Sun | Aug 20, 2017

Macabre mementos - Scotland Yard's Crime Museum goes on public display

Published:Sunday | October 11, 2015 | 10:00 AM
Replica and real guns used in crimes are displayed for the Crime Museum Uncovered exhibition at the Museum of London in the City of London, Wednesday, Oct. 7, 2015.
Drawn from Scotland Yard's private collection, the show charts more than a century of violence and suffering, from the murders of Jack the Ripper to IRA and al-Qaida bombings. But it also celebrates the brains, bravery and scientific advances that helped catch perpetrators and solve crimes.
Exhibits on display during a press preview for the Crime Museum Uncovered exhibition at the Museum of London in the City of London, Wednesday, Oct. 7, 2015.
A Metropolitan Police wanted poster for Harvey Crippen and his accomplice Ethel Neve, along with a spade said to have been used in the murder of Crippens wife Cora in 1910, form part of the Crime Museum Uncovered exhibition at the Museum of London in the City of London, Wednesday, Oct. 7, 2015.
Members of the media look at exhibits on display during a press preview for the Crime Museum Uncovered exhibition at the Museum of London in the City of London, Wednesday, Oct. 7, 2015.
A Metropolitan police 'Murder Bag' from the late 1940's to 50's, containing all the police officers forensic needs, is displayed as part of the Crime Museum Uncovered exhibition at the Museum of London in the City of London, Wednesday, Oct. 7, 2015.
Pills and poisons from a doctors case are displayed as part of the Crime Museum Uncovered exhibition at the Museum of London in the City of London, Wednesday, Oct. 7, 2015.
Execution box no. 9 from Wandsworth Prison, which was sent around the Britain to be used as required, is displayed as part of the Crime Museum Uncovered exhibition at the Museum of London in the City of London, Wednesday, Oct. 7, 2015. A sticker on the box showed it was used in Jersey, on Oct. 9 1959 for the last execution in the Channels Islands, that of Francis Huchet.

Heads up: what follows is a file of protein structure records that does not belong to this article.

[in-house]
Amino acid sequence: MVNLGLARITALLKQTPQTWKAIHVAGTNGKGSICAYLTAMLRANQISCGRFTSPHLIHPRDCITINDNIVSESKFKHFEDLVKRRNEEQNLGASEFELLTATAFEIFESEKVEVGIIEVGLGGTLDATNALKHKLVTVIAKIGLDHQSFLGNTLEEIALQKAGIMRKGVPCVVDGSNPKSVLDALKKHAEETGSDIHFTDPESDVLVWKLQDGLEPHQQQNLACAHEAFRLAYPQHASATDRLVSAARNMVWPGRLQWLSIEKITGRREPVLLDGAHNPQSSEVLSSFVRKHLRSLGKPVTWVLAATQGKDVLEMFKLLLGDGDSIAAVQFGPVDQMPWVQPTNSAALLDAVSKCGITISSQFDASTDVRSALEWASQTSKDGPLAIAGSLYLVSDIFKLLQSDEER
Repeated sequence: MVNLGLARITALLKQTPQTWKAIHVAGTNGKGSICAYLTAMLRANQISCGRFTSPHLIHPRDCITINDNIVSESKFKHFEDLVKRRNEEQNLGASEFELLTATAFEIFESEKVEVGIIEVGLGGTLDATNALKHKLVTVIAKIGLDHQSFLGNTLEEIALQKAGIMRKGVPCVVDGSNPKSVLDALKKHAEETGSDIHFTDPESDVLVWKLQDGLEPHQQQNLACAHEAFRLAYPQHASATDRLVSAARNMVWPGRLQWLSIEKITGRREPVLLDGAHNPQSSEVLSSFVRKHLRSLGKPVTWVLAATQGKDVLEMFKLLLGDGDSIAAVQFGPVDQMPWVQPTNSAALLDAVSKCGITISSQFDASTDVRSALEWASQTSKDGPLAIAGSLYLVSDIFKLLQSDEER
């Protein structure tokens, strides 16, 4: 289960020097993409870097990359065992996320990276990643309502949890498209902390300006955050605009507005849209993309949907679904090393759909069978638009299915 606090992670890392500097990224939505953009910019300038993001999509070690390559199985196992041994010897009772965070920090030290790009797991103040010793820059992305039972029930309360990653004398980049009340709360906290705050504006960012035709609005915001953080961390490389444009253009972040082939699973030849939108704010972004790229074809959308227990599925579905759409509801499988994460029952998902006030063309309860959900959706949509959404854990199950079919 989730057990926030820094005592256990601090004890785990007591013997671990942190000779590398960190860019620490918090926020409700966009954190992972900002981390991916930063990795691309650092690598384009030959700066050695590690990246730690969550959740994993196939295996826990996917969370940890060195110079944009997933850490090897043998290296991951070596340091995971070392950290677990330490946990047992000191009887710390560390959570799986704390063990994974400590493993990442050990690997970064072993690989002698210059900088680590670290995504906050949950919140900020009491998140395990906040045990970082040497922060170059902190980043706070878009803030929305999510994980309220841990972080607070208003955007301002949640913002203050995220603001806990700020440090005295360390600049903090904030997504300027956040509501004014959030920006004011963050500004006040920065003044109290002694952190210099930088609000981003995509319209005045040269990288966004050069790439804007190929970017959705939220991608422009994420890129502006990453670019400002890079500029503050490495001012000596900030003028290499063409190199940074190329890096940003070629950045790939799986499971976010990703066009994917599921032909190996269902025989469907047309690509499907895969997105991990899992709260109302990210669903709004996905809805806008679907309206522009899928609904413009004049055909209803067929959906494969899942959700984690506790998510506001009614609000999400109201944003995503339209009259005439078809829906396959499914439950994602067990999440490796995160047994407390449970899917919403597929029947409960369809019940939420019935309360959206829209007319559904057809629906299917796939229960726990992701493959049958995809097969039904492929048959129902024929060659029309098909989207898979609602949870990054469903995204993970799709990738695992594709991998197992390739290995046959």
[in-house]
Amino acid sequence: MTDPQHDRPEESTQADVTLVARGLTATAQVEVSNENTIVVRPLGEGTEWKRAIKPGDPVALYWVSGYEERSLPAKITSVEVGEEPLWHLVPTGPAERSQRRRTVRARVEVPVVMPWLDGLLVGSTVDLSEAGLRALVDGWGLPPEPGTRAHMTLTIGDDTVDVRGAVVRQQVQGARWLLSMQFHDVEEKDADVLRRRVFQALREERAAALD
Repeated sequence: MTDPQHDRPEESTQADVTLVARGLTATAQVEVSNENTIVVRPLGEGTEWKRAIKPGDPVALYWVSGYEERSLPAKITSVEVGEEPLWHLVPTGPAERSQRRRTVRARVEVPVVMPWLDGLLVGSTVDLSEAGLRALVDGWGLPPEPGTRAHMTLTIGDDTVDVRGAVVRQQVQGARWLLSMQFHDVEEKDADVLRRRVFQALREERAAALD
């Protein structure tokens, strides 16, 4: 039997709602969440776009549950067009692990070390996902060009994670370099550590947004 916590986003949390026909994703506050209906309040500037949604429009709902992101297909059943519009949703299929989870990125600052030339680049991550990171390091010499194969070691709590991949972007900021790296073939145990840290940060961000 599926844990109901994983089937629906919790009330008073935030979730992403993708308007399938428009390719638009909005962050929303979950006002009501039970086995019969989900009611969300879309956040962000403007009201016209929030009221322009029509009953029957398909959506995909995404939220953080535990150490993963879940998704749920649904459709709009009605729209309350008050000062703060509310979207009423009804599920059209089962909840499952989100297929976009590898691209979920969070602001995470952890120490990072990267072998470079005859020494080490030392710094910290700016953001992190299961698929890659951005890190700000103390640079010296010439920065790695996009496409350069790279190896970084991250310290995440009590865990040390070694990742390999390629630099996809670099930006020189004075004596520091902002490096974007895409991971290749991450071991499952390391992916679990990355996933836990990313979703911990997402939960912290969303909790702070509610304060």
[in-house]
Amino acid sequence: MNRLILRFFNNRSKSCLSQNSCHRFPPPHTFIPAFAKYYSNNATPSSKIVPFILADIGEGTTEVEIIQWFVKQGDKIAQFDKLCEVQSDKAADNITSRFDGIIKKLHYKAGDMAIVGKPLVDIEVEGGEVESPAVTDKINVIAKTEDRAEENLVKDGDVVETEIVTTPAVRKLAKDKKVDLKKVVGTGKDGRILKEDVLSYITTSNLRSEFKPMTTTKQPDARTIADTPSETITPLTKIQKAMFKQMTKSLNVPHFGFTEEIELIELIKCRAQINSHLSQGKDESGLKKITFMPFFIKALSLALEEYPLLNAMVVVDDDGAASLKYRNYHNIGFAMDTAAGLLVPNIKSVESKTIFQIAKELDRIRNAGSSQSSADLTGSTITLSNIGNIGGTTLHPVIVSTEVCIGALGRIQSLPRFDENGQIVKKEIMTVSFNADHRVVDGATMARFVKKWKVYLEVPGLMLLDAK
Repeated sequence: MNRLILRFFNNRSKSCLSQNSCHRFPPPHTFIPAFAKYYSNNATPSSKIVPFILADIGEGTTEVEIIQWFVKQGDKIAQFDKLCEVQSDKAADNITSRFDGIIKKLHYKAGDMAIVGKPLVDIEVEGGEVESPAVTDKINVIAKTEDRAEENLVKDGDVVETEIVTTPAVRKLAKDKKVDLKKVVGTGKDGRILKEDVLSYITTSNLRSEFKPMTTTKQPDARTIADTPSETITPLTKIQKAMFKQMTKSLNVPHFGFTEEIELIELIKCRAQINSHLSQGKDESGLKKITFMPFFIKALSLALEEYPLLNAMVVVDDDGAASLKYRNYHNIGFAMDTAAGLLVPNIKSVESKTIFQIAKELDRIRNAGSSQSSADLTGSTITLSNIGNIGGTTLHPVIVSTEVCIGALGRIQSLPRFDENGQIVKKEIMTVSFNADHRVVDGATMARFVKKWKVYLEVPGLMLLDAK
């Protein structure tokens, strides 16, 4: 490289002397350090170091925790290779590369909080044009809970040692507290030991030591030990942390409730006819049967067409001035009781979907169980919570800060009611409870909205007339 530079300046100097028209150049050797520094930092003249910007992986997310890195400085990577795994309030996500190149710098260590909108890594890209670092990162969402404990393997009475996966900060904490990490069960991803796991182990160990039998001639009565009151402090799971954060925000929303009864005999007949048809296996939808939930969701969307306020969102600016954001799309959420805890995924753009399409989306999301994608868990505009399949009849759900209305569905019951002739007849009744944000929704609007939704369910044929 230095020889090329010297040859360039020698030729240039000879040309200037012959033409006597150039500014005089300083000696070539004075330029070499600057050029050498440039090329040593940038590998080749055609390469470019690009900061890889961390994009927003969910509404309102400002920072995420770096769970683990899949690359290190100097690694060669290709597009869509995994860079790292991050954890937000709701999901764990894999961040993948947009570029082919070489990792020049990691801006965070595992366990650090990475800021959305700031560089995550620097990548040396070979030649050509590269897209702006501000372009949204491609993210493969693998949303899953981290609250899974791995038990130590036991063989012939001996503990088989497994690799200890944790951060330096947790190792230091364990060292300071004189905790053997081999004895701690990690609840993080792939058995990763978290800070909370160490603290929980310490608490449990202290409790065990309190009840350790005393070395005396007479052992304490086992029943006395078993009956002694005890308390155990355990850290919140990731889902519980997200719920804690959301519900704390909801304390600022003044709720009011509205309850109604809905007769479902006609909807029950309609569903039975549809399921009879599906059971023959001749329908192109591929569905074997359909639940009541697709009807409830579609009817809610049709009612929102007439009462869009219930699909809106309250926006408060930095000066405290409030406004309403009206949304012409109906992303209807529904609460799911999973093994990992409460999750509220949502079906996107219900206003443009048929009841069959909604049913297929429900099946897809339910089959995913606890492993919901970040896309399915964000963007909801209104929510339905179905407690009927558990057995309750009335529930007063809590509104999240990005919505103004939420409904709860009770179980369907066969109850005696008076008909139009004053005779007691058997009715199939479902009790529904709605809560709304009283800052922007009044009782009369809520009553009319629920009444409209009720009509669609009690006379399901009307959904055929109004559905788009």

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LONDON (AP):

People are horrible. It's hard to escape the thought amid the guns, knives, bombs, knuckledusters and vials of poison in the Museum of London's new exhibition, the Crime Museum Uncovered.

Drawn from Scotland Yard's private collection, the show charts more than a century of violence and suffering, from the murders of Jack the Ripper to IRA and al-Qaida bombings. But it also celebrates the brains, bravery and scientific advances that helped catch perpetrators and solve crimes.

Co-curator Jackie Keily said some people will find the displays "deeply upsetting or unsettling; however, for all the bad we see in crime, there's also the good".

"There are people who go out there and investigate, who doggedly follow down the leads," she added.

The exhibition, is the first public outing for the contents of the private Metropolitan Police crime museum, founded in 1875 as an educational tool for officers.

"It's a nice, controlled environment where they can look at murder scenes," said police museum curator Paul Bickley, a former Scotland Yard detective.

 

WITHOUT THE RAWNESS

 

"They can look at investigation techniques without the rawness of suddenly being the first officer on scene ... thinking 'Oh my God, what should I do?'" he said.

The collection is a trove of macabre mementos that ranges from the working tools of a violin-playing 19th-Century cat burglar; he performed in the homes of the wealthy before returning to rob them, to a hangman's "execution box" containing ropes, sandbags and restraining straps.

In the first rooms, visitors are met by 19th-Century plaster death masks and a row of executioner's nooses. It's not for the faint-hearted, and curators spent many hours debating what to include and what to leave out. The cases covered in detail stop in 1975 - any later, it was felt, might be too close to home for victims or their families.

The displays cover famous crimes and criminals, including London East End gangster brothers Reggie and Ronnie Kray and 1940s serial killer John Haigh, the 'Acid Bath Murderer', who was convicted after detectives retrieved the gallstones of a victim - all that was left of her - from a vat of sulphuric acid.

Other cases brought new detecting techniques, from fingerprinting to forensics. Still, others triggered changes in the justice system. Capital punishment was abolished in Britain in the 1960s, in part due to events like the execution of Ruth Ellis, who was hanged in 1955 for shooting her abusive lover outside a London pub.

The Smith & Wesson .38 Ellis used is on display, one among a vast array of lethal implements. There's a mortar shell fired by the IRA at 10 Downing Street in 1991 while Prime Minister John Major was holding a Cabinet meeting, a rocket launcher used by IRA dissidents to attack spy headquarters in 2000, and a pair of binoculars with spring-loaded spikes in the eye pieces, given by a jilted man to his ex-fiancÈe.

But for Kiely, the most powerful items are the most ordinary, like a knife a London man used to kill his wife, Emily Barrow, in 1902.

"I had just seen that as a knife in a shelf full of weapons in the Crime Museum," Keily said. "And then you read about it and you suddenly think, this is a story that could happen at anytime, anywhere. It's the kind of story we read about every morning in the papers, sadly."